You’ve heard of the “Virginia Way.”
For those inclined to consider it a cherished asset of the Old Dominion, the term conjures a tradition of restrained, courtly statesmanship and of high-minded legislating that puts principle over party and personality.
At its best, they would argue, that approach to governing and lawmaking can produce breakthroughs like the budget deal Democratic Gov. Ralph Northam brokered with House and Senate Republicans this year that will finally expand Medicaid to hundreds of thousands of low-income Virginians desperate for affordable health care.
Northam, delivering what his Democratic predecessor, Terry McAuliffe, could not after four years of battling the GOP-controlled legislature, even name-checked the political talisman in his statement on the budget and Medicaid expansion, calling it “the best reflection of what we can accomplish when we do things the Virginia Way.”
Yet, as anyone who has spent time in the chambers, halls and cramped committee rooms of the General Assembly during session knows, there is another side to that coin.
Attendant is at least nominal fealty to the increasingly threadbare notion that the motives of politicians in a state with no campaign contribution limits should be presumed pure and the common conviction that what’s good for business is good for everybody. That creates an atmosphere in which Sen. Dick Saslaw, D-Fairfax, one of the biggest recipients of campaign cash from Dominion Energy, apparently expected to be taken seriously when he loudly insisted that the sweeping utility overhaul he helped push through last session wasn’t “Dominion’s bill,” which, of course, everyone knew it was.
A few days later, one of Saslaw’s colleagues from what cynics might call the “utility caucus,” Del. Terry Kilgore, R-Scott, got up on the House floor to take offense at the assertion by Del. Sam Rasoul, D-Roanoke, that the 2015 bill that froze utility base rates and the ability of state regulators to order customer refunds, was “corrupt.” That law, by the way, passed amid dubious fears that federal carbon regulation might push electric rates up, allowed Dominion and, to a lesser extent, Appalachian Power, to rack up hundreds of millions of dollars in excess profits at the expense of their ratepayers.
Dominion, the state’s largest corporate donor, gets a lot of attention, but the energy giant is far from the only powerful interest that generally gets its way with state lawmakers.
This year, Kilgore also helped pass a bill pushed by Verizon, another big donor, that makes it easier for companies to sidestep local land-use restrictions in their siting of wireless towers.
For his enthusiastic support of the “big boys,” other delegates in the House jokingly branded the amiable Kilgore a “reverse Robin Hood” and gifted him with a trophy stuffed with fake cash and festooned with corporate logos in a surreal scene that might have managed to capture everything wrong with how business is done at the Capitol.
“It’s all in good fun,” Kilgore said.
Sit through enough legislative committee meetings and you’ll see a steady stream of common-sense bills that could benefit regular people swatted down like flies day in and day out during the session. Generally, their fatal flaw is that they might make a business, insurance company, landlord or other entity with a powerful paid lobbying organization do something it doesn’t want to.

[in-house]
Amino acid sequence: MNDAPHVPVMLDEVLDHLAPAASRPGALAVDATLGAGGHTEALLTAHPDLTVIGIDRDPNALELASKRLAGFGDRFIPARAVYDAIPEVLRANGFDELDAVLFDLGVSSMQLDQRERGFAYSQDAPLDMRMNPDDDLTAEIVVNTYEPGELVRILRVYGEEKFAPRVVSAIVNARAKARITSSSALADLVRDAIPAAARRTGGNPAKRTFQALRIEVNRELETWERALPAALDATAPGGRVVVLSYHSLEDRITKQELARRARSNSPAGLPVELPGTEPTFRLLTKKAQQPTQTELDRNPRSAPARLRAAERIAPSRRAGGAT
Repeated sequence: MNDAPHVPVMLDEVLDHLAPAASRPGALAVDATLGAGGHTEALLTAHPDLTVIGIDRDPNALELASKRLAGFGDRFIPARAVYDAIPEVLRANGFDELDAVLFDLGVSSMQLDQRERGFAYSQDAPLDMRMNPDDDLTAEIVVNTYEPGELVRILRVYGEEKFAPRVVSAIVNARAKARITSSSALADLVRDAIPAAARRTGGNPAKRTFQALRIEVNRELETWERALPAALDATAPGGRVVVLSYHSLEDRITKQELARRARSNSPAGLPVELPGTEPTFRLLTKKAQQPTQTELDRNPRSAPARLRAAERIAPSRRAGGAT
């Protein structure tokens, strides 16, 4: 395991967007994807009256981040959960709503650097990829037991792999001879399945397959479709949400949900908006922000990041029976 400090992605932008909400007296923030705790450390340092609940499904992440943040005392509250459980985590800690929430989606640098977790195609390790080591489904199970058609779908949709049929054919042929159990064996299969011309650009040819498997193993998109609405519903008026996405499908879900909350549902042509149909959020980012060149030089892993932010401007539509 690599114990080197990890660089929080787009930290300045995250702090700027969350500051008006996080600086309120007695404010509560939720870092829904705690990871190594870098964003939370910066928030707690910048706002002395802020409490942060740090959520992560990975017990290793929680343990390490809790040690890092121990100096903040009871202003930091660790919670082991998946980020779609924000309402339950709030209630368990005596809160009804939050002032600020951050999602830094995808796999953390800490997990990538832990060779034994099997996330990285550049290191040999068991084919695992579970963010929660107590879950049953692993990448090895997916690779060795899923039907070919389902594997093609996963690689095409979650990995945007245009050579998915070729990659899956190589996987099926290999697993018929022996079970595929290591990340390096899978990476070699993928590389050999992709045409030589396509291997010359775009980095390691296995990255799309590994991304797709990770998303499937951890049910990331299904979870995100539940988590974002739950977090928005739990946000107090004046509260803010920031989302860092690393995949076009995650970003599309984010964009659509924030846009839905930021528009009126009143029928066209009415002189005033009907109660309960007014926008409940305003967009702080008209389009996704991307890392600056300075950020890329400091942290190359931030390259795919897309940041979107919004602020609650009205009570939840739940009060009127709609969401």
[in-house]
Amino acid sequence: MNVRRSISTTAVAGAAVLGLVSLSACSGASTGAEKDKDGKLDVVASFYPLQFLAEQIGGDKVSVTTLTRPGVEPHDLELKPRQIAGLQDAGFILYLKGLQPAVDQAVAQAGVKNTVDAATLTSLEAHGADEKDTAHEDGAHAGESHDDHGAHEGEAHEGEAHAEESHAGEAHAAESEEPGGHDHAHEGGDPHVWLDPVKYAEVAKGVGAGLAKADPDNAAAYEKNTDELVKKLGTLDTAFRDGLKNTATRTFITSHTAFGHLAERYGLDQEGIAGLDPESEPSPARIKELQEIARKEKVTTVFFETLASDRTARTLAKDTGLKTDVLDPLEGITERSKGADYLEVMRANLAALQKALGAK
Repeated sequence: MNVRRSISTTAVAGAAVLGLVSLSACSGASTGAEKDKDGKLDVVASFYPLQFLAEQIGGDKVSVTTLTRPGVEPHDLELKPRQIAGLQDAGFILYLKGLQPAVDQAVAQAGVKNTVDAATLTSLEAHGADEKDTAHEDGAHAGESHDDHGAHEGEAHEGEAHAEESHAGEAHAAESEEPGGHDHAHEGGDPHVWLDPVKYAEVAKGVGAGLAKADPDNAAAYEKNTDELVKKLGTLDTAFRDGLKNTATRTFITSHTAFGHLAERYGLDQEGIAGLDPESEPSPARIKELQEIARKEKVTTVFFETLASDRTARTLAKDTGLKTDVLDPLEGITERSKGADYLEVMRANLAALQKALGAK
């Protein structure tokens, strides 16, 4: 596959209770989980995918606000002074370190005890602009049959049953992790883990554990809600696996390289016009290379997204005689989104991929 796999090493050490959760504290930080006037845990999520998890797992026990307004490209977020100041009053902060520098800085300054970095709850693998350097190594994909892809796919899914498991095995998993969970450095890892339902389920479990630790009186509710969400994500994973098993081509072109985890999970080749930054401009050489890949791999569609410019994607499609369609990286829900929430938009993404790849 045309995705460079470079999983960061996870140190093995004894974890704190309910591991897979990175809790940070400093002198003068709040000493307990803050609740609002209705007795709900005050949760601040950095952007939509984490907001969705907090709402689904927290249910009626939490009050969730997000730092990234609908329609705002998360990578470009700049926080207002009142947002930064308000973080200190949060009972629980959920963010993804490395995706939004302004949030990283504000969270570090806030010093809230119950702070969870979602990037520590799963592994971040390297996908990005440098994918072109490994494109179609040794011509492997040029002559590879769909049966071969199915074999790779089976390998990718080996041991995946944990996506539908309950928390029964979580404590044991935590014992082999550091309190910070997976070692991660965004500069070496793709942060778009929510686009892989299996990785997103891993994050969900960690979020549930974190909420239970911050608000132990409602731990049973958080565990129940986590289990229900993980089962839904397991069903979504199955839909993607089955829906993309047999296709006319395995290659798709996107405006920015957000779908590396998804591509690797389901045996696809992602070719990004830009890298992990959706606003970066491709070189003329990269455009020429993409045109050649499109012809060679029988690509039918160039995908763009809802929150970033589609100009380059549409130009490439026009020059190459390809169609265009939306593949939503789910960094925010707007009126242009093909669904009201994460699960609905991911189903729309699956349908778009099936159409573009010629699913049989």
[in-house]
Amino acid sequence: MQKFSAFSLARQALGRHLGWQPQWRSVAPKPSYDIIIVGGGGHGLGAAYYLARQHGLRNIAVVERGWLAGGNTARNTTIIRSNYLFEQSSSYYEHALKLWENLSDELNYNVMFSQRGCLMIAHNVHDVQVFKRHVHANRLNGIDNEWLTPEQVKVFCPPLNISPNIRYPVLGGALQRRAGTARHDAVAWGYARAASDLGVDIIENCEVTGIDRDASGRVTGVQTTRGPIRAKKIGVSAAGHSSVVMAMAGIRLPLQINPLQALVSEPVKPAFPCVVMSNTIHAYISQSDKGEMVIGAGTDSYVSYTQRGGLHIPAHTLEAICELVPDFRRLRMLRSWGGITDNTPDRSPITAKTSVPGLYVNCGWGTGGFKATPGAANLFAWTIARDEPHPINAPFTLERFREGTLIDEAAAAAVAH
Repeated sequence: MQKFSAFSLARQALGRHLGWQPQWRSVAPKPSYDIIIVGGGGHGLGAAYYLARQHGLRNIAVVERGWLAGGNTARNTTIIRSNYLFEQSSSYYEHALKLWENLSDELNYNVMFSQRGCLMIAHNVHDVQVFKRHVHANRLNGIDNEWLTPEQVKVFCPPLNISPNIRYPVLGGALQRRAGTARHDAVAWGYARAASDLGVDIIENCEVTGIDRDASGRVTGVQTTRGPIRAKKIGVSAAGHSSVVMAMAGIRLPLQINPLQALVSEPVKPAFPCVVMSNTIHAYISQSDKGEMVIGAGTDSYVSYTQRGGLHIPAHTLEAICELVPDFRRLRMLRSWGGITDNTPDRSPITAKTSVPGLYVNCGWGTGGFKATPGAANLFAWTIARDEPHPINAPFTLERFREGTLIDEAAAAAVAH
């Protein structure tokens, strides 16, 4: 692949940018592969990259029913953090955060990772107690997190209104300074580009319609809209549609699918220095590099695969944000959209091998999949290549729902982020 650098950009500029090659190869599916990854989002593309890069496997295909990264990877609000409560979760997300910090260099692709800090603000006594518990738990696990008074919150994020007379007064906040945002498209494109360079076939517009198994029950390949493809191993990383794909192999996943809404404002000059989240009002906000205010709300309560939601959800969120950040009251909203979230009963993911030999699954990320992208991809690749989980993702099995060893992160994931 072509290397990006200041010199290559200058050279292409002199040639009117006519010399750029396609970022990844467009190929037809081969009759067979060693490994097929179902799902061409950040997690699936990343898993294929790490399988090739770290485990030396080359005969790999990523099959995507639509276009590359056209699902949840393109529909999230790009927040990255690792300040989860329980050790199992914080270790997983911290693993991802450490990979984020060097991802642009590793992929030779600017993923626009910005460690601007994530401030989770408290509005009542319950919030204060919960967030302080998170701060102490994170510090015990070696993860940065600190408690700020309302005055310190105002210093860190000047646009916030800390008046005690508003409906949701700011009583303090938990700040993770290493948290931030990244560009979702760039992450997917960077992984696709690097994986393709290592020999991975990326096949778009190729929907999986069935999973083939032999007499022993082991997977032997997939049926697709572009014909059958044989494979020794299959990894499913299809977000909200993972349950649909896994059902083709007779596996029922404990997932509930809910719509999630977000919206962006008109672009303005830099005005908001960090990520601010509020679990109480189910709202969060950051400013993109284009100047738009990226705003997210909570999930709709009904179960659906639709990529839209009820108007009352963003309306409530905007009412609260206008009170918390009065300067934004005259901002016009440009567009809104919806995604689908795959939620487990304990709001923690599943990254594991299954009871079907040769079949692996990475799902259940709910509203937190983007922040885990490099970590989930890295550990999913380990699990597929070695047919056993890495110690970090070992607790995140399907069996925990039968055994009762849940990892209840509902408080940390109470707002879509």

A tearful plea from a survivor of the Las Vegas massacre failed to convince a GOP-controlled House panel to pass a ban on bump stocks, the device that enabled the horrific rate of fire that helped the shooter kill 58 people and injure hundreds. Minimum-wage workers seeking an increase sat through hours of committee meetings for a few minutes to try to make their case, only to get admonished to keep it short, since any legislation that might do that, opposed by a phalanx of pro-business lobbyists, was clearly doomed again.
Likewise bills that would have forced insurance companies to cover proton beam radiation cancer therapy. The list goes on and on.
What we aim to do is spotlight not just what passes the General Assembly, but what dies and who killed it. We want to highlight policy shortcomings and how they might be fixed. We will take special interest in the Virginia Freedom of Information Act and the myriad exemptions that allow public business to be conducted out of the public eye.
The Mercury is made up of a team of veteran newspaper journalists and we commit to fair, tough reporting in the public interest. From criminal justice and immigration to health care, the environment, energy and politics, we especially want to take on stories that have major consequences for real people but have fallen through the cracks of an increasingly fractured, shrinking local and state media landscape.
To some extent, we will be finding our niche and our voice as we go and will work to earn your trust as we do. We welcome your story suggestions and feedback and hope you’ll follow along as we take a new look at Virginia’s policy, politics and people.
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